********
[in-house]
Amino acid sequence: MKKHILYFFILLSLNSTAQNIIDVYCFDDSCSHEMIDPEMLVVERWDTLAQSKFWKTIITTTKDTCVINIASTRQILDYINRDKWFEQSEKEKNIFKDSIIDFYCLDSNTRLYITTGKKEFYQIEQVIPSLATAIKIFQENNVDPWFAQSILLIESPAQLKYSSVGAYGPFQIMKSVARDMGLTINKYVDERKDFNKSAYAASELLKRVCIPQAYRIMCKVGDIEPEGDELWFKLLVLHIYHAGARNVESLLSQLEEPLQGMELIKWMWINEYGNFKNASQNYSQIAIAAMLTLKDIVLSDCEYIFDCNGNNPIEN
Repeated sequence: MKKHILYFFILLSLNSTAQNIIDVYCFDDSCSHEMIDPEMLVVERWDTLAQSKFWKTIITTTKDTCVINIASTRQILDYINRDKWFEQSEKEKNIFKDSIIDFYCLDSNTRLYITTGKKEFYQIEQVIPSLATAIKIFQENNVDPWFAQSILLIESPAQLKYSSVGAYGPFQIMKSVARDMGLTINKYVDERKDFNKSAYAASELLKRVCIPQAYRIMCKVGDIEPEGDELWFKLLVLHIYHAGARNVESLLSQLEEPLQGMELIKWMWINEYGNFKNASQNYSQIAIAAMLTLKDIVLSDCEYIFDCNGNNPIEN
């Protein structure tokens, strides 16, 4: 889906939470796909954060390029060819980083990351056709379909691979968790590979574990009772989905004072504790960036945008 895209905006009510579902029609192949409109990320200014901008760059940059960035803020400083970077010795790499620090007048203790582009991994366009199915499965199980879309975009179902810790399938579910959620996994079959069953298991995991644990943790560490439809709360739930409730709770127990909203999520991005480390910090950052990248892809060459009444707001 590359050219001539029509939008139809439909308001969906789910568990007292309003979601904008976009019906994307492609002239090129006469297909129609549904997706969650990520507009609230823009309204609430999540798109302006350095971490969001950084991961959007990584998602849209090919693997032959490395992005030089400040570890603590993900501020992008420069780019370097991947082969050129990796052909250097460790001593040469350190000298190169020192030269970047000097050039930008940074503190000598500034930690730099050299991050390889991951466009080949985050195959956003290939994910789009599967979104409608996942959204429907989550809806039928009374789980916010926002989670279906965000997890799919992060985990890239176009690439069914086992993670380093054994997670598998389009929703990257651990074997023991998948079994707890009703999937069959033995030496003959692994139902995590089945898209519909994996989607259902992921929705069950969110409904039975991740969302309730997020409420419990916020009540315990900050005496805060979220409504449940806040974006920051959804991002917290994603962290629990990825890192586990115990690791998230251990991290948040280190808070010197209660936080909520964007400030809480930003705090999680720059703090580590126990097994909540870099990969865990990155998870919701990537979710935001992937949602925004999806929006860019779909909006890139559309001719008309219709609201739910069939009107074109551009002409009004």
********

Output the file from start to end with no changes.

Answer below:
[in-house]
Amino acid sequence: MKKHILYFFILLSLNSTAQNIIDVYCFDDSCSHEMIDPEMLVVERWDTLAQSKFWKTIITTTKDTCVINIASTRQILDYINRDKWFEQSEKEKNIFKDSIIDFYCLDSNTRLYITTGKKEFYQIEQVIPSLATAIKIFQENNVDPWFAQSILLIESPAQLKYSSVGAYGPFQIMKSVARDMGLTINKYVDERKDFNKSAYAASELLKRVCIPQAYRIMCKVGDIEPEGDELWFKLLVLHIYHAGARNVESLLSQLEEPLQGMELIKWMWINEYGNFKNASQNYSQIAIAAMLTLKDIVLSDCEYIFDCNGNNPIEN
Repeated sequence: MKKHILYFFILLSLNSTAQNIIDVYCFDDSCSHEMIDPEMLVVERWDTLAQSKFWKTIITTTKDTCVINIASTRQILDYINRDKWFEQSEKEKNIFKDSIIDFYCLDSNTRLYITTGKKEFYQIEQVIPSLATAIKIFQENNVDPWFAQSILLIESPAQLKYSSVGAYGPFQIMKSVARDMGLTINKYVDERKDFNKSAYAASELLKRVCIPQAYRIMCKVGDIEPEGDELWFKLLVLHIYHAGARNVESLLSQLEEPLQGMELIKWMWINEYGNFKNASQNYSQIAIAAMLTLKDIVLSDCEYIFDCNGNNPIEN
């Protein structure tokens, strides 16, 4: 889906939470796909954060390029060819980083990351056709379909691979968790590979574990009772989905004072504790960036945008 895209905006009510579902029609192949409109990320200014901008760059940059960035803020400083970077010795790499620090007048203790582009991994366009199915499965199980879309975009179902810790399938579910959620996994079959069953298991995991644990943790560490439809709360739930409730709770127990909203999520991005480390910090950052990248892809060459009444707001 590359050219001539029509939008139809439909308001969906789910568990007292309003979601904008976009019906994307492609002239090129006469297909129609549904997706969650990520507009609230823009309204609430999540798109302006350095971490969001950084991961959007990584998602849209090919693997032959490395992005030089400040570890603590993900501020992008420069780019370097991947082969050129990796052909250097460790001593040469350190000298190169020192030269970047000097050039930008940074503190000598500034930690730099050299991050390889991951466009080949985050195959956003290939994910789009599967979104409608996942959204429907989550809806039928009374789980916010926002989670279906965000997890799919992060985990890239176009690439069914086992993670380093054994997670598998389009929703990257651990074997023991998948079994707890009703999937069959033995030496003959692994139902995590089945898209519909994996989607259902992921929705069950969110409904039975991740969302309730997020409420419990916020009540315990900050005496805060979220409504449940806040974006920051959804991002917290994603962290629990990825890192586990115990690791998230251990991290948040280190808070010197209660936080909520964007400030809480930003705090999680720059703090580590126990097994909540870099990969865990990155998870919701990537979710935001992937949602925004999806929006860019779909909006890139559309001719008309219709609201739910069939009107074109551009002409009004």